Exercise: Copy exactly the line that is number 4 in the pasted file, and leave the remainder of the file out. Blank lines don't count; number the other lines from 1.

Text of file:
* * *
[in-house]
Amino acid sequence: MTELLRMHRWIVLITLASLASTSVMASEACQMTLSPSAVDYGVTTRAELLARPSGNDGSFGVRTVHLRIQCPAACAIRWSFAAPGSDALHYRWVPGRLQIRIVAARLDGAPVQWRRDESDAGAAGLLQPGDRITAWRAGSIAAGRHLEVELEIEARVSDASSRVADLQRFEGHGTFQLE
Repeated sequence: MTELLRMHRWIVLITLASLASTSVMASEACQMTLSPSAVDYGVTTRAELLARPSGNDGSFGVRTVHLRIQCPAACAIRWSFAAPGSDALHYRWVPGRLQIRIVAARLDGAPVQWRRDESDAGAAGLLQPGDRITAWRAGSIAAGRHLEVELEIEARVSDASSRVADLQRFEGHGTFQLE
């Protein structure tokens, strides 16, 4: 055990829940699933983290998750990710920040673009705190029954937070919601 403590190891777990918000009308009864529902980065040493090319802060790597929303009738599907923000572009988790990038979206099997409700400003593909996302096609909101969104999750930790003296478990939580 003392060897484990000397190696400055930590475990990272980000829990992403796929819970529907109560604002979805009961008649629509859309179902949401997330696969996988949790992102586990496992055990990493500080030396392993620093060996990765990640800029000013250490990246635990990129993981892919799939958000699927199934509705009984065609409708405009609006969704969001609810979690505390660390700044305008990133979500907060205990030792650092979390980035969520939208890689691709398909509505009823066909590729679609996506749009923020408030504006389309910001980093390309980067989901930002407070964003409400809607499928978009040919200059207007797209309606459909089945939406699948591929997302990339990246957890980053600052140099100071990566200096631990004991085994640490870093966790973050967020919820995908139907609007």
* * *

């Protein structure tokens, strides 16, 4: 055990829940699933983290998750990710920040673009705190029954937070919601 403590190891777990918000009308009864529902980065040493090319802060790597929303009738599907923000572009988790990038979206099997409700400003593909996302096609909101969104999750930790003296478990939580 003392060897484990000397190696400055930590475990990272980000829990992403796929819970529907109560604002979805009961008649629509859309179902949401997330696969996988949790992102586990496992055990990493500080030396392993620093060996990765990640800029000013250490990246635990990129993981892919799939958000699927199934509705009984065609409708405009609006969704969001609810979690505390660390700044305008990133979500907060205990030792650092979390980035969520939208890689691709398909509505009823066909590729679609996506749009923020408030504006389309910001980093390309980067989901930002407070964003409400809607499928978009040919200059207007797209309606459909089945939406699948591929997302990339990246957890980053600052140099100071990566200096631990004991085994640490870093966790973050967020919820995908139907609007």